Local procurement in the mining industry has many advantages. It directly benefits surrounding communities, creates wealth and employment, allows for skills and technology transfer, and integrates the mining industry with other sectors of the economy.
On December 5th 2018, a forum on Supporting Effective Mining Local Procurement Strategies and Best Practices in Namibia was hosted by the Canadian International Resources and Development Institute (CIRDI), Engineers Without Borders Canada (EWB), and the Namibia University of Science and Technology (NUST) at the NUST Hotel School. It aimed to address the following questions, among others: What local procurement opportunities exist in Namibia’s mining sector? What are the key barriers to local procurement? How do procurement processes incentivize or disincentivize female entrepreneurs?
The forum’s objectives included: the provision of a dialogue space for suppliers and mining companies; the generation of confidence in local institutions and actors and to inspire new collaboration in local procurement; the encouragement of further research in Namibia to support mining regulators and company practices; and to increase the development impact of a previous joint collaborative research project funded by Global Affairs Canada (GAC), CIRDI, and EWB.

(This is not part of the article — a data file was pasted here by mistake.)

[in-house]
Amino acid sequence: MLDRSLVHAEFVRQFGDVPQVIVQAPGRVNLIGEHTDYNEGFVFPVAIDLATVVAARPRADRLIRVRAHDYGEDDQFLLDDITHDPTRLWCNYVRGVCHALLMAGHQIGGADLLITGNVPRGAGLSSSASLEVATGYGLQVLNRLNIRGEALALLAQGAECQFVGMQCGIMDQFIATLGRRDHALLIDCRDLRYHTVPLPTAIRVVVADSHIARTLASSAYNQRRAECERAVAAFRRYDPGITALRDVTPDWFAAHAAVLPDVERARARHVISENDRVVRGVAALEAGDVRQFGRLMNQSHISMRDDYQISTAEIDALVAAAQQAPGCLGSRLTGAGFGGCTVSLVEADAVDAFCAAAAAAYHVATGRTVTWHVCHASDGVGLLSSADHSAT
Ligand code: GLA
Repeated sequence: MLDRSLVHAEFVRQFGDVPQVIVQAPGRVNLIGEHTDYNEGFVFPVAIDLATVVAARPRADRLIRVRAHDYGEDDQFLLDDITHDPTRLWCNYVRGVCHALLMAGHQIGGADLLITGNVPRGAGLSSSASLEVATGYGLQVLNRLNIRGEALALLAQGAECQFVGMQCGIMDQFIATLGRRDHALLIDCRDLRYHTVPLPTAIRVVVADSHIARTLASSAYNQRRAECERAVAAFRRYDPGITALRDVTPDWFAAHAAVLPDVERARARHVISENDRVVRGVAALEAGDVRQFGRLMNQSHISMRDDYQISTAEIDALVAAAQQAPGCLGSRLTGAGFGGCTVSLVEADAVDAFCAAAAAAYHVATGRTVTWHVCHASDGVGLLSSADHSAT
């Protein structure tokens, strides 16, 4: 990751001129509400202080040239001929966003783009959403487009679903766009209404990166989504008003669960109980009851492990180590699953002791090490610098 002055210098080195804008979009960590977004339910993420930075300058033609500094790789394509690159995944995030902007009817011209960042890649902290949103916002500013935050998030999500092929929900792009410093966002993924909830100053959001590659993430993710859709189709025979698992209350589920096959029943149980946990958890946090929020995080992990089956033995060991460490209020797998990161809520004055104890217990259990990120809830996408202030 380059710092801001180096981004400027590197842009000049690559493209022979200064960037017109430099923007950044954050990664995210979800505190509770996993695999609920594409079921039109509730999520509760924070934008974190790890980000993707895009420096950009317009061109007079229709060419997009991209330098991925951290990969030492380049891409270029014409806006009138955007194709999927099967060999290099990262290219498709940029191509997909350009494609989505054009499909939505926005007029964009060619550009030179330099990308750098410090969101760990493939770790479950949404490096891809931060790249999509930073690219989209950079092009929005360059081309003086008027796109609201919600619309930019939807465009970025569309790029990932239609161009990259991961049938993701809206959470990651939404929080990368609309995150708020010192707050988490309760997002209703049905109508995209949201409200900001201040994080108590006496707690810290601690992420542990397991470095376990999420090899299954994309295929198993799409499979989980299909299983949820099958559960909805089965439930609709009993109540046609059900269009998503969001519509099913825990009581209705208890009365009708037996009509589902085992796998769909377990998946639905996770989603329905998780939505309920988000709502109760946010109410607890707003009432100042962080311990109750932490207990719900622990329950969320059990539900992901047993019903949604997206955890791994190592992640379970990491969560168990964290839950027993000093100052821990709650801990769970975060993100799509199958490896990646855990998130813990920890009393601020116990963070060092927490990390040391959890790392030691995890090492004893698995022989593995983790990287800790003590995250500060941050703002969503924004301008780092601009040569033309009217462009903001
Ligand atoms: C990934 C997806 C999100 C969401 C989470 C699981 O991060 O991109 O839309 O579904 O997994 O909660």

The forum included keynote speeches, presentations, and panel and group discussions. It was attended by stakeholders in government, the Chamber of Mines Namibia, local mining companies, local suppliers to the mining industry, academia from Namibia, NGOs, and the media. The keynote speakers were Mr. Isabeau Vilandre (CIRDI’s Director of SUMM Ethiopia) and Mr. Zebra Kasete (President of the Chamber of Mines of Namibia and Vice President and Managing Director for Dundee Precious Metals Tsumeb). These presentations and panel discussions were augmented by the participants, who had opportunities to ask about and comment on the subject.
In his closing remarks, Mr. Kasete stated that “local procurement, mostly anchored in value addition in Namibia, is the most impactful avenue for mining to contribute to sustainable and broad-based economic and social transformation immediately. There are challenges that we can work on together and resolve to streamline the activities.”
This report concludes with a recommendation of potential areas for further research and action in Namibia to enhance local procurement in its mining sector.